WHAT MAKES AN EVENT A SUSTAINABLE EVENT?

This article looks into what makes an event a sustainable event. It is based on the analysis of Meegan Jones, who has a great book titled Sustainable Event Management. You can find a picture of the cover below.

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Meegan picks out 5 themes that make an event a sustainable event and we will look into them in turn.

1.     Purchasing

Events like other activities consume resources. But the temporary nature of events means that sustainability is often sidelined in favour of other parameters. Lots of important decisions need to be taken in the run up to the event to make it as sustainable as possible.

Where possible all products should be purchased with responsible sourcing schemes. This provides third party assurance of their sustainability credentials.

If possible, all materials should be sourced locally so that the event contributes to the local economy and it cuts down on unnecessary miles being travelled.

2.   Waste Management

The waste generated by events is probably more visible because of large volumes of people in a small area without permanent waste management infrastructure. But those people would have also generated waste if thy were at home and not at any event. That being said, the propensity for people t0 eat out of takeaway packaging means that the per capita waste generation is probably higher for someone who is at an event, rather than in their daily life.

The key for waste management is really communication and making recycling as easy as possible for people at the event. Work also needs to be done to streamline the amount of different types of packaging that vendors bring to the event. As mixed messaging will confuse attendees.

I am a big fan of cup and bottle deposits and you can read more about my thoughts on this topic below. I think it is a good way of incentivising people to recycle and getting them involved in the process.

ARGUMENTS FOR CUP AND BOTTLE DEPOSITS

3.   Energy production

The nature of events means that they are large consumers of energy. However, if procured sustainably this doesn’t have to be bad for the environment.

Making sure that contracts with generator suppliers are structured so as to incentivise sustainability rather than excess would be a start. Also, making every effort to get temporary power supplies to every corner of the site to cut down on generator use to the greatest extent possible would be another bonus for sustainability.

There are also lots of opportunities to use solar powered technology for perimeter fence lighting and for other purposes.

The main energy intake should also be sources from a 100% renewable supply and if this was done it would make a really big difference.

4.   Water management

Depending on the location of the event this could either be an important or extremely important consideration. In arid regions water scarcity could threaten the viability of an event.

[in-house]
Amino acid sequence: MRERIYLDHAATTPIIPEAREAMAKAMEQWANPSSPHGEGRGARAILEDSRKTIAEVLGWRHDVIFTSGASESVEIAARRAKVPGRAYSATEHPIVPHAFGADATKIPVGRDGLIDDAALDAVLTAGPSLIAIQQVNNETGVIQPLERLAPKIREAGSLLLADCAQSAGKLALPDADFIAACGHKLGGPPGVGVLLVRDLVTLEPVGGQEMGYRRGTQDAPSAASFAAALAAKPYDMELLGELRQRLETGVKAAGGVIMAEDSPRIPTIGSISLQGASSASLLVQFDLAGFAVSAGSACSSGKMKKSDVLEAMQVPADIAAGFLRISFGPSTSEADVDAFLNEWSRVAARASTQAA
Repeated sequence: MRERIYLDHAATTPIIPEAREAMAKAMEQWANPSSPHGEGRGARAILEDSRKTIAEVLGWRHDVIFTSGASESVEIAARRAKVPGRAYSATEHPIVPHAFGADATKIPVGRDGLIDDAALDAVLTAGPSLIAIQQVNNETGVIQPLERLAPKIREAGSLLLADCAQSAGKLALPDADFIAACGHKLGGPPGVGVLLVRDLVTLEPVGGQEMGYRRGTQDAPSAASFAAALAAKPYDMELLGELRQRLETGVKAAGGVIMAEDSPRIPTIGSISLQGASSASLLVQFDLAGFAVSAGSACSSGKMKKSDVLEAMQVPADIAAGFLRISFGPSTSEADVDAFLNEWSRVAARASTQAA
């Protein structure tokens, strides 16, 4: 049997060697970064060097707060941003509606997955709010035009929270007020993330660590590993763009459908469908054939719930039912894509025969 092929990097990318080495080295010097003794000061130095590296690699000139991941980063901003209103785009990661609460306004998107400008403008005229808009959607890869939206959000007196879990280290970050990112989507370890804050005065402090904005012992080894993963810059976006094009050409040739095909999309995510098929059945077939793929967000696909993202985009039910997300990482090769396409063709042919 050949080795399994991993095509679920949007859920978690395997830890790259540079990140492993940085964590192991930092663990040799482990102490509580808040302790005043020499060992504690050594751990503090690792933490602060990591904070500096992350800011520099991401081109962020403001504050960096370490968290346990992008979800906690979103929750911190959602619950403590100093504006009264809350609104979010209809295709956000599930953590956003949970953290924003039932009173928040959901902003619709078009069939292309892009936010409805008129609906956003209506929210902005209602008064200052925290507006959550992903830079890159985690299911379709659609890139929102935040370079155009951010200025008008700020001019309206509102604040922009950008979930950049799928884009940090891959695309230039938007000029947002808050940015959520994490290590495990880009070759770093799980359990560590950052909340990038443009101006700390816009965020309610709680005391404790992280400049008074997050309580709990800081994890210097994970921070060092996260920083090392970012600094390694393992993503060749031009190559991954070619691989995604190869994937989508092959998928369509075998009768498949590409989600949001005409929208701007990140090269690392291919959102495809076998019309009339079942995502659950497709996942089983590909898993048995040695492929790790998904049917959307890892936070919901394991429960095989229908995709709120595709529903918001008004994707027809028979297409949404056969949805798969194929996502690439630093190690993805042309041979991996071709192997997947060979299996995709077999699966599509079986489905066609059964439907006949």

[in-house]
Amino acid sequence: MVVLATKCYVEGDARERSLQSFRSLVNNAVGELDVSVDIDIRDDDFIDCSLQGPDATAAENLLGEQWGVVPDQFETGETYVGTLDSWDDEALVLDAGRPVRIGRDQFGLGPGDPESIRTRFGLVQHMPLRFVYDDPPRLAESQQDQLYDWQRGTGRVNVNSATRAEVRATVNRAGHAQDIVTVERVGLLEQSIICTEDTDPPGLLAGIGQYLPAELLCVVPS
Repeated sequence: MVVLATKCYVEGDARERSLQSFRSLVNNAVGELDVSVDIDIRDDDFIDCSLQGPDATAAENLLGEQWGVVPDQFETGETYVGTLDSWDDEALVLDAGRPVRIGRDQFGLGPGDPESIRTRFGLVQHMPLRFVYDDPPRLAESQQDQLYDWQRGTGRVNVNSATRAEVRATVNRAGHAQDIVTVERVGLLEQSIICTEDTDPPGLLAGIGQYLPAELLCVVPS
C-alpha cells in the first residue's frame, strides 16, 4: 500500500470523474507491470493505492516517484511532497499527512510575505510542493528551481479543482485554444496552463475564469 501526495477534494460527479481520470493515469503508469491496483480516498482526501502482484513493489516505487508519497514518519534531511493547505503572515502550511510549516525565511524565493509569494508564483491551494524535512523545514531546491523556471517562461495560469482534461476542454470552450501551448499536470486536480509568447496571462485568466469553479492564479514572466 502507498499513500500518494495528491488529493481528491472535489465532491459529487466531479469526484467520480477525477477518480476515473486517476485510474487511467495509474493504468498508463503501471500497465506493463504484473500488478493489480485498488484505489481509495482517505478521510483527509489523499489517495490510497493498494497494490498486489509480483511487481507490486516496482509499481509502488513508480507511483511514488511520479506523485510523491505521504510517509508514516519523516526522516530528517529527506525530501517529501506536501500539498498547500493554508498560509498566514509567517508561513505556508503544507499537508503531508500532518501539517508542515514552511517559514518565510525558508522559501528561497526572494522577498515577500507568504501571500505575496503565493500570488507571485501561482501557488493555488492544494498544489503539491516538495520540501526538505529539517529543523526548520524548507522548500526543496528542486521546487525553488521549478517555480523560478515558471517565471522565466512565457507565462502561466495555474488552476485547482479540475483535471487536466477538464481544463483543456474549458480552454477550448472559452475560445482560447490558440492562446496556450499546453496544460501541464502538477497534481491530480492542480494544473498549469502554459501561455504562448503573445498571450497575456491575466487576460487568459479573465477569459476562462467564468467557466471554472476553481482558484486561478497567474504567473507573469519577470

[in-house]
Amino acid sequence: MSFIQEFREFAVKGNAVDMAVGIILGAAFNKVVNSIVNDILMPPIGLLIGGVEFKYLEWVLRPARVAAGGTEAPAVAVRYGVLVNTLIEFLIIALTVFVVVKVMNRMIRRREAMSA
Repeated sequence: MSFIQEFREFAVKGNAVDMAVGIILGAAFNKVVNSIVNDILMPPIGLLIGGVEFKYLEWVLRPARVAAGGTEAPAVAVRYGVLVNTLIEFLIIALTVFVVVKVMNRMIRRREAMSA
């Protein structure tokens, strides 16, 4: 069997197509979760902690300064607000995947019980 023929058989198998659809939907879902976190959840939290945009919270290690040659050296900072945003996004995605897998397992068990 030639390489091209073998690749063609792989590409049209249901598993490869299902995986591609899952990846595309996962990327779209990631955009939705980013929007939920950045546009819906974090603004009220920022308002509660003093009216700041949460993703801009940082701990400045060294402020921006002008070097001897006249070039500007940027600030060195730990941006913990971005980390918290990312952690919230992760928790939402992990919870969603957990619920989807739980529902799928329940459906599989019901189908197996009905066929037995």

Water conservation is therefore key. This can be done through water saving devices and other measures. Capturing grey water is also very important.

As with everything else, communication is key. If people are unaware water is scares, they are more likely to use it wastefully.

5.    Transport

Transport is a very visible sign of unsustainability at events. Rows and rows of cars parked in enormous car parks demonstrate that the vast majority of people did not come by public transport. Research shows that transport is often the largest contributor to carbon emissions for live events.

The main options for making the events transport more sustainable are encouraging public transport, walking or cycling, or incentivising cars with high occupancy rates.

As with most aspects of sustainability, these won’t happen by default. Large events can put on specialist busses from destinations to the event. There may even be scope for chartering trains from large urban areas to the event. Where this is possible it should definitely be explored.

Overall, all events need to come up with initiatives to make the most sustainable transport options the easiest and cheapest.

What you need to know

This article looked into what makes an event a sustainable event. It was based on the analysis of Meegan Jones, who has a great book titled Sustainable Event Management.

Overall, the sustainability challenges at events are not so different from the sustainability challenges elsewhere.

The temporary nature of events means that people will likely only have one chance to prepare for it each year and it means that there are fewer learning opportunities for everyone.

I would say that the overall trend for sustainability at events is positive, but there is a lot more work still to be done.

Thank you for reading,

By Barnaby Nash

Please share your thoughts in the comments section below or reach out to me on social media. What do you think makes an event a sustainable event?

Let’s stay connected

I can be reached on LinkedIn and on Twitter @FollowBarnaby

 

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